Detroit’s Queen of Soul was posthumously awarded a Pulitzer Prize today, one of two special citations given by the awards committee which recognizes outstanding achievement in arts and journalism.
Aretha Franklin was given the honor “for her indelible contribution to American music and culture for more than five decades.” Franklin’s death in 2018 brought an international re-examination of her legacy, and an outpouring of recognition for her body of work.
Today would have been Aretha Franklin’s 77th birthday, but her music lives on.
Last year when Franklin passed, we put together several curated playlists on the City of Detroit’s official Spotify account digging deep — deep — into her rich musical catalogue. What’s your mood today? Choose based on our selections.
For Detroiters like me, there is no beginning or introduction to Aretha Franklin. She was just always there. I was not lucky enough to have been alive when she cut her first album at a black-owned indie label on Hastings Street, not alive to witness her singing in the choir at her father’s church. I can never claim a moment to when I first heard a song like “Think” or “Do Right Woman - Do Right Man” on the radio. I can’t ever say I felt the importance of why representation matters when I saw her bouffant on Time magazine.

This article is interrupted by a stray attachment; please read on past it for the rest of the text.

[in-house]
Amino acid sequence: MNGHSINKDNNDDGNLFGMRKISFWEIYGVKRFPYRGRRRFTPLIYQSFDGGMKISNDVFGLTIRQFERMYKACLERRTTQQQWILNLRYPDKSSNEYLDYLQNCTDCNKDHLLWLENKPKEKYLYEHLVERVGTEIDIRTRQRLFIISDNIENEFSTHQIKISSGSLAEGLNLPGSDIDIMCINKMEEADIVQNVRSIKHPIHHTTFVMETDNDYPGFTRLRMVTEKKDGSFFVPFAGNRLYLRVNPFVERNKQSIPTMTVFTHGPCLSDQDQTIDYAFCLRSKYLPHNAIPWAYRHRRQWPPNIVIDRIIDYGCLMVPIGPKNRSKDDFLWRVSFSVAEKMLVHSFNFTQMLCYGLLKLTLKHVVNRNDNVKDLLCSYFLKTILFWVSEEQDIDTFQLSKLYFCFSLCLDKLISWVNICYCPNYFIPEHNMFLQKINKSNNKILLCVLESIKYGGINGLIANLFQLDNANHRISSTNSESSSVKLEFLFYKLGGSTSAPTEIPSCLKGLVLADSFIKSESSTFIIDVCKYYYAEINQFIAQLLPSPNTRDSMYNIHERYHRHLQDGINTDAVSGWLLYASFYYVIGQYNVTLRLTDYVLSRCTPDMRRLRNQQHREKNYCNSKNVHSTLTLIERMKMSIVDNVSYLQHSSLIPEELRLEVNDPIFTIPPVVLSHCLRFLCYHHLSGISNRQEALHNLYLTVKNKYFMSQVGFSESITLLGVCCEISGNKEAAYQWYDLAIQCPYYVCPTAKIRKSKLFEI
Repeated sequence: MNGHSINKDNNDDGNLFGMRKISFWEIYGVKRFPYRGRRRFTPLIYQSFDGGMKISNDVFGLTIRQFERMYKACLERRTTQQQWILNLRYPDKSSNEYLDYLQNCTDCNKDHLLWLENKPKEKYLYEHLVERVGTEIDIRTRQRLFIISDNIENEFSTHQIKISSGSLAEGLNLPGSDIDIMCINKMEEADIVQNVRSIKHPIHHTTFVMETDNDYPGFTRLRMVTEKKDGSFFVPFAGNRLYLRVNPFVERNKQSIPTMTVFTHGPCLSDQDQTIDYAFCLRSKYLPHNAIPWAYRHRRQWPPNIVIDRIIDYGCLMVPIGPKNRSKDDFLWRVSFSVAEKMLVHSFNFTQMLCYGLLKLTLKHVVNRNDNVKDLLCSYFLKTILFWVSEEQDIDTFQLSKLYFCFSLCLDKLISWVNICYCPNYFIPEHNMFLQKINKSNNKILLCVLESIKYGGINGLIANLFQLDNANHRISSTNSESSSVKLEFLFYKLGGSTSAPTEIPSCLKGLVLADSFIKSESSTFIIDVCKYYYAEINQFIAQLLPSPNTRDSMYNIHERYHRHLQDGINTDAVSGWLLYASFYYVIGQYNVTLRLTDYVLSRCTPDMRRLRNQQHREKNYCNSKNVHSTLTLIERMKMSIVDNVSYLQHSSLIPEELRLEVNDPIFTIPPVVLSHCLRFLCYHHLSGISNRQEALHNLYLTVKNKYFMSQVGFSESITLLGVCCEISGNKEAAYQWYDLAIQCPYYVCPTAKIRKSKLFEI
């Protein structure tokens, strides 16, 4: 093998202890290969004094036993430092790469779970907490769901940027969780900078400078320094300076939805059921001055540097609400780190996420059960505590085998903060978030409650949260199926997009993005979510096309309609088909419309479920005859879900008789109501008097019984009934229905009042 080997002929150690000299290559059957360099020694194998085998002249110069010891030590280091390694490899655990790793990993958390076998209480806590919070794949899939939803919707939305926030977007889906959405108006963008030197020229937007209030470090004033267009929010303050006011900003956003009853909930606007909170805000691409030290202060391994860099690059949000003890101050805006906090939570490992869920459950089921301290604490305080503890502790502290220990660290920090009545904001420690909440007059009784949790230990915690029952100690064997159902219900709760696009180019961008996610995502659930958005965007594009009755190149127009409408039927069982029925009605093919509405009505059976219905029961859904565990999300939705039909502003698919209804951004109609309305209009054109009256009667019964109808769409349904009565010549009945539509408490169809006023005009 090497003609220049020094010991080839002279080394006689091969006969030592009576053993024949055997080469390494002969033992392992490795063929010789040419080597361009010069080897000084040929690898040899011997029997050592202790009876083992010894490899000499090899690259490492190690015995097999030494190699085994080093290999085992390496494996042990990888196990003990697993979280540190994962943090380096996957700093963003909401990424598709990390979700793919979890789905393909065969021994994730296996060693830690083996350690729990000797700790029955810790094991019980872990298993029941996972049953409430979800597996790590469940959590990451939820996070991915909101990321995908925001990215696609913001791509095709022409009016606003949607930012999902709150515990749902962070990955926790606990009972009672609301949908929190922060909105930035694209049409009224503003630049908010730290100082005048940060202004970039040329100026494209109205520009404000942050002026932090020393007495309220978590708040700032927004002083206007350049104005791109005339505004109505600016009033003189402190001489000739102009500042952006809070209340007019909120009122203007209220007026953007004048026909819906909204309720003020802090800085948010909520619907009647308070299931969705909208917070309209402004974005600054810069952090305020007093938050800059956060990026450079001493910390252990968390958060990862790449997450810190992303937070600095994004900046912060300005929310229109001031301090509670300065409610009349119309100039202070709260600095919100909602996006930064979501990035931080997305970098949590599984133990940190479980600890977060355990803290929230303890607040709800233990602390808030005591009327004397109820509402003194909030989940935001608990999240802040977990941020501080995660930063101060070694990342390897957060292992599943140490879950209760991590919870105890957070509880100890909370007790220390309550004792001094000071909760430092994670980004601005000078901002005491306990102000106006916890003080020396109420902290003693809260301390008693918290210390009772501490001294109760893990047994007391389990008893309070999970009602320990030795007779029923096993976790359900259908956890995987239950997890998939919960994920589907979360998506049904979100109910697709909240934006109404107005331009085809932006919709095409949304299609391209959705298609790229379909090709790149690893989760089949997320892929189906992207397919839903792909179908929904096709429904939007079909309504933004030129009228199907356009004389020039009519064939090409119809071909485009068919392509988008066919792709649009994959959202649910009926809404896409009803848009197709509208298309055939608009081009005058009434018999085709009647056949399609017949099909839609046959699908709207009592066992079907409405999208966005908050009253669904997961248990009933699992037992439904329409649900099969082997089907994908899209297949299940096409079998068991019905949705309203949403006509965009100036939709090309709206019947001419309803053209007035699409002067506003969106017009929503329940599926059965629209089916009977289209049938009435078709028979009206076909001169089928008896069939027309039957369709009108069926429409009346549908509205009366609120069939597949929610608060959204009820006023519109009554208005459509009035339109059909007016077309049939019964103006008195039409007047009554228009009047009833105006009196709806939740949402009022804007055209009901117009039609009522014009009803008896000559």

If one were to go through a list of the most notable of intersections in Detroit — Mack and Bewick, Dexter and Davison, Seven Mile and Gratiot among them — then 12th and Clairmount might be at the top. Detroiters know it’s the historic site where the 1967 rebellion broke out, but for those living there — especially those still living there long after the last tank left — it’s home.
A community meeting will be held on July 11 for residents in and around the 12th Street and Clairmount area to discuss improvements to the area.
The meeting is hosted by the City of Detroit’s Planning and Development Department and will gather resident feedback on proposed development in the area.
The meeting will be held from 6 p.m. to 8 p.m. at the Walker Williams Center from 6 p.m. to 8 p.m.
For more information, visit www.detroitmi.gov/PDD.
At The Neighborhoods, we’re interested in hearing from everybody in Detroit about what matters most to you.
Do you have a story to tell about what your community group is doing in the neighborhood? Tell us.
Do you have a story to tell about a home that needs to come down in your neighborhood? Tell us.